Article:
The belief that big businesses had too much power in the United States led to a backlash. The passage of the Tariff Act of 1890, which hiked import duties to nearly 50 percent and raised consumer prices, sparked an agrarian political rebellion that gave rise to the People’s Party, known as the “Populists.” The party advocated for government ownership of railroad and telephone companies, a graduated income tax, shorter workdays and the direct election of senators. In the 1892 presidential election, Populist candidate James Weaver won 22 electoral votes.

When the Panic of 1893 launched what was at the time the worst economic downturn in American history, President Grover Cleveland was forced to borrow $65 million in gold from financiers including Morgan to keep the federal government afloat, further highlighting corporate power in American society. 

“It is no longer a government of the people, by the people and for the people,” proclaimed Populist leader Mary Elizabeth Lease, “but a government of Wall Street, by Wall Street and for Wall Street.” The victory of Tariff Act of 1890 sponsor William McKinley in the 1896 presidential election marked the effective end of the People’s Party, but it foreshadowed the Progressive Era to come.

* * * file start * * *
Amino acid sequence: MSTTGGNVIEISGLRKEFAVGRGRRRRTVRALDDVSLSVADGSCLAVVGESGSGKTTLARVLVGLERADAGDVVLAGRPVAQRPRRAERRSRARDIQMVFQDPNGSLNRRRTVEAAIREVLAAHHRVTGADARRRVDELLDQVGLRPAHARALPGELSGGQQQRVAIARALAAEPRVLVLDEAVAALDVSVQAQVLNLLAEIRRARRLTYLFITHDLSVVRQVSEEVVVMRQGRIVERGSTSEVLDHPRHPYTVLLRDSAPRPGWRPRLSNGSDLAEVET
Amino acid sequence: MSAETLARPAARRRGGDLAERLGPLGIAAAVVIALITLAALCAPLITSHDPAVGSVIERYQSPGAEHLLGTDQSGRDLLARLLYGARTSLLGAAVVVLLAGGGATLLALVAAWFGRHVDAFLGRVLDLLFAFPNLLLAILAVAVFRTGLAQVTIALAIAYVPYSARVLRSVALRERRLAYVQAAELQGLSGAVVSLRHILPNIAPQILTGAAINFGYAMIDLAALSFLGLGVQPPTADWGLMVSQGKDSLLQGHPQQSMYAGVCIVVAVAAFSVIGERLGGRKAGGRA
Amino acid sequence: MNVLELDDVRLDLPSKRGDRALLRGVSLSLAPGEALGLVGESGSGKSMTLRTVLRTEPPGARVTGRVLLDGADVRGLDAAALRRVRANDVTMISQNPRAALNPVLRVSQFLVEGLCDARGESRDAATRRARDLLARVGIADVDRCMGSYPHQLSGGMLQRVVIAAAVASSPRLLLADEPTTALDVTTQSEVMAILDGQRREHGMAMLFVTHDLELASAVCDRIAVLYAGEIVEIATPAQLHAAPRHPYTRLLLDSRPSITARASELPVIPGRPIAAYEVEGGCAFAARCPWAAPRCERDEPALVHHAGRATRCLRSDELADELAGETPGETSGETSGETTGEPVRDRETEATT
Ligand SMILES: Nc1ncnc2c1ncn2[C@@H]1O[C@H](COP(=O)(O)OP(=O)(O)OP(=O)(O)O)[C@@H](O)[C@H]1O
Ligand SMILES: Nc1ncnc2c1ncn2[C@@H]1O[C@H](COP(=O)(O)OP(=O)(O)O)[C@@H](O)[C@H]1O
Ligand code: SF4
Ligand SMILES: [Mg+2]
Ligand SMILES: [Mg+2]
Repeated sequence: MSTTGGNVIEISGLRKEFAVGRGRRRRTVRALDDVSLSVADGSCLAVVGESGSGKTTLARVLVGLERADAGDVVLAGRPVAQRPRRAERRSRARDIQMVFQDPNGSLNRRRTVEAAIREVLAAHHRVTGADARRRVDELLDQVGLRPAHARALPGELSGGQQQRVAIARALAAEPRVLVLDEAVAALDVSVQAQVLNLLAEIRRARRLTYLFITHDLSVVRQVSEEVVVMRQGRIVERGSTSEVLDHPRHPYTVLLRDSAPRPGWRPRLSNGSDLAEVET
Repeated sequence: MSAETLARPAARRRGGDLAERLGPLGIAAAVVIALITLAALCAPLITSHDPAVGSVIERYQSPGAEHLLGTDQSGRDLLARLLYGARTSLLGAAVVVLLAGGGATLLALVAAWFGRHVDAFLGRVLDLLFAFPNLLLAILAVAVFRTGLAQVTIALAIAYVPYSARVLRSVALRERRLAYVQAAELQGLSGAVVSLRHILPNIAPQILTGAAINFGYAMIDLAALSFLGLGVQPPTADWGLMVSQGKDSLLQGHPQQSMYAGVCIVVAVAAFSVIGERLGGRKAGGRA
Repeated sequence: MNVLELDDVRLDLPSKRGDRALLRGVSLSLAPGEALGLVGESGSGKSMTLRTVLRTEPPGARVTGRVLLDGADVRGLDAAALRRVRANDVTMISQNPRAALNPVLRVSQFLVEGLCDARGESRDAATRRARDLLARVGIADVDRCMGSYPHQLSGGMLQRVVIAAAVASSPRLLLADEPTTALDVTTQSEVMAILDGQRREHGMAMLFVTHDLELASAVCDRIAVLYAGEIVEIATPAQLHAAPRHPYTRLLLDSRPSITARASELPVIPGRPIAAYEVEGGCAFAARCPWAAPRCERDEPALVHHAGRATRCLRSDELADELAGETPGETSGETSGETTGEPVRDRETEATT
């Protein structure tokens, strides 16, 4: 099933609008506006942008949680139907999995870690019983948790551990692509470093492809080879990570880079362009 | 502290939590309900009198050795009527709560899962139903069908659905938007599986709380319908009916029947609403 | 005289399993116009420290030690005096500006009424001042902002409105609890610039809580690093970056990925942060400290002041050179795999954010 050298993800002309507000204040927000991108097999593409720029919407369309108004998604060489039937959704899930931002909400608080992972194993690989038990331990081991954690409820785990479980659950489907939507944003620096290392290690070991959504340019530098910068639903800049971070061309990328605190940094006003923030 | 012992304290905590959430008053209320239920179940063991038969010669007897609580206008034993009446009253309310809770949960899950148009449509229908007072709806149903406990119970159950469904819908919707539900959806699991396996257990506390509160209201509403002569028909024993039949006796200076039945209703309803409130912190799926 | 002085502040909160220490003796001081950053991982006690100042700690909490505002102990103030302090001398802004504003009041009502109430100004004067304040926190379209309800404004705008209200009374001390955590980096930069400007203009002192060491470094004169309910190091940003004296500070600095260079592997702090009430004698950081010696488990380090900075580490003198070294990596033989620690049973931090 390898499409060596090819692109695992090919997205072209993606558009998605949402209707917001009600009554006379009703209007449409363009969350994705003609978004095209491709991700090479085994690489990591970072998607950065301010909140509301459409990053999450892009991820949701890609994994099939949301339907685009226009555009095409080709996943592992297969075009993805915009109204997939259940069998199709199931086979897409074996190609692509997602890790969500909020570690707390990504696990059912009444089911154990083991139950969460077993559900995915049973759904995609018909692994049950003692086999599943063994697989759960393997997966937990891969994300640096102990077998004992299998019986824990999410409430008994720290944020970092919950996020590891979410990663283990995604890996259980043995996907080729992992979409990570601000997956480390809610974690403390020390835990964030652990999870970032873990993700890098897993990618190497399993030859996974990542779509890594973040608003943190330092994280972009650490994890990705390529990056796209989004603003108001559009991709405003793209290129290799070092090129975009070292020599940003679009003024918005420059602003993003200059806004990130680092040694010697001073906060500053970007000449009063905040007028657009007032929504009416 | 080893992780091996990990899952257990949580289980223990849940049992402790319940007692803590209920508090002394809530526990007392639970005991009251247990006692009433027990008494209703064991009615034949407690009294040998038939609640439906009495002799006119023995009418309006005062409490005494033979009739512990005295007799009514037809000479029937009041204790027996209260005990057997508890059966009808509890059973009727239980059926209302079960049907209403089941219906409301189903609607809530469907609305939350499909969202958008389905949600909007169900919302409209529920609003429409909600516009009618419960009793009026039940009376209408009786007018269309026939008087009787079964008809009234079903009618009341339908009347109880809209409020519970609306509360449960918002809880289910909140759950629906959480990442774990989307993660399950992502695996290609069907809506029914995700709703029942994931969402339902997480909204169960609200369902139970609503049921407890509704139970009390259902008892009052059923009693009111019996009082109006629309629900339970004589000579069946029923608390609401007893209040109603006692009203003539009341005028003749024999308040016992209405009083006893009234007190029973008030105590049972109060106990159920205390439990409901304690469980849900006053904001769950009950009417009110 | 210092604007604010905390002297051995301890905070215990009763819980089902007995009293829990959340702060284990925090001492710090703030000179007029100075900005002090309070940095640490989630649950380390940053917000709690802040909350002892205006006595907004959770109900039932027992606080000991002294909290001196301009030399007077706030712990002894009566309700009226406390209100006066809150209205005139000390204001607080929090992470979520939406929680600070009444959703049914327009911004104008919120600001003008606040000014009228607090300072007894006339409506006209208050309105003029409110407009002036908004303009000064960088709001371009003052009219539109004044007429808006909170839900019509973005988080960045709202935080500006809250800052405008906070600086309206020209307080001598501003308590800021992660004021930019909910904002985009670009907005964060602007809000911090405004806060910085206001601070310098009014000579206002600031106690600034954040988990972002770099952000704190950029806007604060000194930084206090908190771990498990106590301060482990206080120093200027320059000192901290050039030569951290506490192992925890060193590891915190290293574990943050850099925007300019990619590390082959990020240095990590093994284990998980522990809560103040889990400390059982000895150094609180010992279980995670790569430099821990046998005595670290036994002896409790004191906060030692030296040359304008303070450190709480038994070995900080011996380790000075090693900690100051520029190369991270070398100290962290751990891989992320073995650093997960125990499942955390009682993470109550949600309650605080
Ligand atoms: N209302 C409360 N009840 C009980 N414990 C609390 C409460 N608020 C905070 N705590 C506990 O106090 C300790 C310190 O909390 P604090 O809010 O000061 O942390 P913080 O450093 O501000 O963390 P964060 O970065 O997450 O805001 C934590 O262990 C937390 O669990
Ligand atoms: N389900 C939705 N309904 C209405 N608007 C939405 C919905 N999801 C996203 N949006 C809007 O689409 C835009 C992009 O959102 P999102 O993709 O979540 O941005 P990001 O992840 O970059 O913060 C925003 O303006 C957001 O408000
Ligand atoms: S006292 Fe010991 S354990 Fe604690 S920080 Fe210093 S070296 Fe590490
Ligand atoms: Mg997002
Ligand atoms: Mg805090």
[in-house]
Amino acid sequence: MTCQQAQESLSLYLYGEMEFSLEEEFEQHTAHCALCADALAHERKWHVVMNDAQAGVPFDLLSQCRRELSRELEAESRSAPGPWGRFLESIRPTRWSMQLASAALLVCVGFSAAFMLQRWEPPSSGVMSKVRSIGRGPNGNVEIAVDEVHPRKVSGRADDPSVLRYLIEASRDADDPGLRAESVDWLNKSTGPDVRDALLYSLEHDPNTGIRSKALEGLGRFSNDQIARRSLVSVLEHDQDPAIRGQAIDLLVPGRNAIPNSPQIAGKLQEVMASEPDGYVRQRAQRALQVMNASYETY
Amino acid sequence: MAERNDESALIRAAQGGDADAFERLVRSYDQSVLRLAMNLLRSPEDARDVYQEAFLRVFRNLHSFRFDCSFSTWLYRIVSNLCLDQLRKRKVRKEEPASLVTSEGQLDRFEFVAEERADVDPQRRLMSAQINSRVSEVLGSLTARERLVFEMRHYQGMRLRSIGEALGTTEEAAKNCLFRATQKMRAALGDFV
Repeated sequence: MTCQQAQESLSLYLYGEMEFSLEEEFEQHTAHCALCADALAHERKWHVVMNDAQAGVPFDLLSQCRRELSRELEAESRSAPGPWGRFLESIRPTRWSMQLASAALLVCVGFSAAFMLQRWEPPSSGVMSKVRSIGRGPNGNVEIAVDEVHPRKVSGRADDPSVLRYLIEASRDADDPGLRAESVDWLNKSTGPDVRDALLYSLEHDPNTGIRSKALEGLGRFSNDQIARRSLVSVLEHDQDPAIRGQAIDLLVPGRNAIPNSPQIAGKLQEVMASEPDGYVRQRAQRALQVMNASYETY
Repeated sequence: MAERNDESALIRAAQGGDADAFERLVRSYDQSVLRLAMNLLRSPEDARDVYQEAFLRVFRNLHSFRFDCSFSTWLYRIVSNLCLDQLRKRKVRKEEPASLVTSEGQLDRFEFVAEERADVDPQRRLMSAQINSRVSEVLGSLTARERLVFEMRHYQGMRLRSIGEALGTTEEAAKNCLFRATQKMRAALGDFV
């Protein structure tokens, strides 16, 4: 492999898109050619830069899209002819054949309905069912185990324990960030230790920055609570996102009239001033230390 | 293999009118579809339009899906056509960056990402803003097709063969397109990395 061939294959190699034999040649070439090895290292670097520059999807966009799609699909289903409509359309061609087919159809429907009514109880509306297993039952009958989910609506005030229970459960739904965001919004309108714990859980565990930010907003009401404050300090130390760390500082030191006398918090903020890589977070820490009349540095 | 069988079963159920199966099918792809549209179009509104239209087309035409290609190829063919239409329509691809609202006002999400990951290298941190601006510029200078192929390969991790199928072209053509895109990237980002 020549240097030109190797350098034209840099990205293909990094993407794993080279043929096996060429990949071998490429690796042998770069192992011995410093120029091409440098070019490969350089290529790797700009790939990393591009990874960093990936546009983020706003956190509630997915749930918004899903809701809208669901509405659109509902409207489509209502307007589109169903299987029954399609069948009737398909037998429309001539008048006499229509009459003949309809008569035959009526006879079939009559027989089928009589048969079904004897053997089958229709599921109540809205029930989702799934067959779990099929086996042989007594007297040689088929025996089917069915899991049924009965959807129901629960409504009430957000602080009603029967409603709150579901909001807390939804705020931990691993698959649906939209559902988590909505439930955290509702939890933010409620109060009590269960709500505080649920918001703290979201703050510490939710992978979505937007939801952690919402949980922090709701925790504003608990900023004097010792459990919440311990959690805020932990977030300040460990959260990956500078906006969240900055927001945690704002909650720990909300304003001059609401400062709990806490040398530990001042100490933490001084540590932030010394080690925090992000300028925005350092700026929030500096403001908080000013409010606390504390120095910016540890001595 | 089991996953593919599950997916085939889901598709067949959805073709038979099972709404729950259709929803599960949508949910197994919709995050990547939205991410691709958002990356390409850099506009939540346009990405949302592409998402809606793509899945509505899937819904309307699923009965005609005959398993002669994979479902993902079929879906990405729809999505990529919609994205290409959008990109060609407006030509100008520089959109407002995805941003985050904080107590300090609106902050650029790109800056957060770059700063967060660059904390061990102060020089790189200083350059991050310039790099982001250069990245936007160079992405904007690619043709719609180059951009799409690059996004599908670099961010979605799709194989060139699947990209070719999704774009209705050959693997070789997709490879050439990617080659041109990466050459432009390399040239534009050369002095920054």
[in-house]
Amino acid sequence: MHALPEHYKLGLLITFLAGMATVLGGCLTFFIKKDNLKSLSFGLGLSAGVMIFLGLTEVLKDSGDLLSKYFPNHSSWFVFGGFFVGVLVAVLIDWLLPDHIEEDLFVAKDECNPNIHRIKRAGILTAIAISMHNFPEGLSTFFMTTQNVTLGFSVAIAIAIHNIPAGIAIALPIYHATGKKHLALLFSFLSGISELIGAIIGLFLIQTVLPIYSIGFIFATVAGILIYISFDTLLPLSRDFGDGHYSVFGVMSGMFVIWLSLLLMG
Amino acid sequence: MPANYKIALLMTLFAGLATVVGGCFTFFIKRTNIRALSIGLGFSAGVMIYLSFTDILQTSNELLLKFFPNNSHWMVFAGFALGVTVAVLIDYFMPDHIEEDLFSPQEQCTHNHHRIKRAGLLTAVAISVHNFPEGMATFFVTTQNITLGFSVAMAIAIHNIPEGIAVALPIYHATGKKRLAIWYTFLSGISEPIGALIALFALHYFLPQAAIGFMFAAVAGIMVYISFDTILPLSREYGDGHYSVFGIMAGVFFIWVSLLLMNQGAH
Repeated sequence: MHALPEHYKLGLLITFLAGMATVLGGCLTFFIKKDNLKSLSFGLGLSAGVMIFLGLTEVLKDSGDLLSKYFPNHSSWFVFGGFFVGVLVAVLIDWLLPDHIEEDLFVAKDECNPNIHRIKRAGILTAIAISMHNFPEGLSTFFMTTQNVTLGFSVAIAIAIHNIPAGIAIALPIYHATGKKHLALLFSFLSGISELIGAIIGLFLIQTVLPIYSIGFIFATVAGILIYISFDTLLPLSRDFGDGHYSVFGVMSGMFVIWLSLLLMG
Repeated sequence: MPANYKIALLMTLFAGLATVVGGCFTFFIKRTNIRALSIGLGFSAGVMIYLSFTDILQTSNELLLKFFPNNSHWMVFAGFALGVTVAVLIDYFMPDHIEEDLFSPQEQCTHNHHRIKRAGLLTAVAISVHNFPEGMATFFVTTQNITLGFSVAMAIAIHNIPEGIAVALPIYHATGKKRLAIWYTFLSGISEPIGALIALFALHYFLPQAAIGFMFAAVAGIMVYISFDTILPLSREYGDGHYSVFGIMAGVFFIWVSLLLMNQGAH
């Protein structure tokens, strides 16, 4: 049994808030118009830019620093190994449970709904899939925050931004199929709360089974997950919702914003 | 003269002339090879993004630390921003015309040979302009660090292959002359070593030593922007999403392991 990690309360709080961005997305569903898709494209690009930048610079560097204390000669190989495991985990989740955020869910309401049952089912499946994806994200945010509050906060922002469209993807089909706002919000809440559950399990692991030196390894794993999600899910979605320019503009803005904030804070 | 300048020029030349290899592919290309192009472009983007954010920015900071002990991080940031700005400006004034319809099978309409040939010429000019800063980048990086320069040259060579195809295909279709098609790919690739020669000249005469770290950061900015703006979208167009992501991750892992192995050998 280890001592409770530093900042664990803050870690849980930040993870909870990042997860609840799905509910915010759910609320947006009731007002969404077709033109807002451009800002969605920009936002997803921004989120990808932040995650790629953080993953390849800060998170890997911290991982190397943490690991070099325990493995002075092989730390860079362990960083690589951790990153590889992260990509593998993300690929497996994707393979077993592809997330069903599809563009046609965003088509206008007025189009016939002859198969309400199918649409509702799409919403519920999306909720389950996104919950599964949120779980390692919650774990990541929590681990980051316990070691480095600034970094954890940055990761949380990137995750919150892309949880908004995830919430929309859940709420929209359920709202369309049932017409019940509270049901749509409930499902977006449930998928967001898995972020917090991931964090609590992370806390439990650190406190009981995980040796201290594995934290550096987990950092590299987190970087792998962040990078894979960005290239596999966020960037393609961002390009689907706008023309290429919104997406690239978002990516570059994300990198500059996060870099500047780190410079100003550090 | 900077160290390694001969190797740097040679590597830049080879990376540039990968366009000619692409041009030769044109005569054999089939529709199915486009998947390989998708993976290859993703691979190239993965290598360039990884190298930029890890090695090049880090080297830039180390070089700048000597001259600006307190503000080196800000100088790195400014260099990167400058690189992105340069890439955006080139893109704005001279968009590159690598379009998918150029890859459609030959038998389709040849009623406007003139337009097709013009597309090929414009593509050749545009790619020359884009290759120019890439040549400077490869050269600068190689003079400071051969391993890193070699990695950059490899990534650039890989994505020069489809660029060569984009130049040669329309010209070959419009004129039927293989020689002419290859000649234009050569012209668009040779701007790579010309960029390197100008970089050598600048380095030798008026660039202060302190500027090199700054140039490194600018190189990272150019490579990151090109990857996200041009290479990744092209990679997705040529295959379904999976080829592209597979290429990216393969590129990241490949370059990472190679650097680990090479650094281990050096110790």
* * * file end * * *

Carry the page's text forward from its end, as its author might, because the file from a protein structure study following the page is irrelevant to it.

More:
Theodore Roosevelt Ushers in the Progressive Era

Theodore Roosevelt, Progressive Party
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A pendant for the Progressive Party picturing President Theodore Roosevelt

Some historians point to the 1890s as the start of the Progressive Era, but the ascent of Theodore Roosevelt to the presidency after McKinley’s assassination marked its definitive arrival. Like the Populists, Progressives advocated democratic reforms and greater governmental regulation of the economy to temper the capitalistic excesses of the Gilded Age. Historian Richard Hofstadter wrote that the Progressive movement sought to “restore a type of economic individualism and political democracy that was widely believed to have existed earlier in America and to have been destroyed by the great corporation and the corrupt political machine.”